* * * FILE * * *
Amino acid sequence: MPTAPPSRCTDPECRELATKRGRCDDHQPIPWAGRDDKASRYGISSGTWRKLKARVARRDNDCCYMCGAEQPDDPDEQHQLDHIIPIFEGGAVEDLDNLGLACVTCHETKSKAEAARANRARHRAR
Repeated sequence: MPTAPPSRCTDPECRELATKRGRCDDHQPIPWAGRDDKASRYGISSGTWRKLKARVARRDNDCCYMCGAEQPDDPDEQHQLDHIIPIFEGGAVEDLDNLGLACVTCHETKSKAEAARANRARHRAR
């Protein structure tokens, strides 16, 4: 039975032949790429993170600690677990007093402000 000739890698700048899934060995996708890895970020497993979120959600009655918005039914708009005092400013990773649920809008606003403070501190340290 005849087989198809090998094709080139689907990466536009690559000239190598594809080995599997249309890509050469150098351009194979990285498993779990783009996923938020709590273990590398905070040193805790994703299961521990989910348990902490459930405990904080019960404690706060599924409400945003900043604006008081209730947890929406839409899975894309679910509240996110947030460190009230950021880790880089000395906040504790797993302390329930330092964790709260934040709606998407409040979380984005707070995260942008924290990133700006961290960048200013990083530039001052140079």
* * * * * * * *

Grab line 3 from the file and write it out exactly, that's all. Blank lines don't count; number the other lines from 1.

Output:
């Protein structure tokens, strides 16, 4: 039975032949790429993170600690677990007093402000 000739890698700048899934060995996708890895970020497993979120959600009655918005039914708009005092400013990773649920809008606003403070501190340290 005849087989198809090998094709080139689907990466536009690559000239190598594809080995599997249309890509050469150098351009194979990285498993779990783009996923938020709590273990590398905070040193805790994703299961521990989910348990902490459930405990904080019960404690706060599924409400945003900043604006008081209730947890929406839409899975894309679910509240996110947030460190009230950021880790880089000395906040504790797993302390329930330092964790709260934040709606998407409040979380984005707070995260942008924290990133700006961290960048200013990083530039001052140079």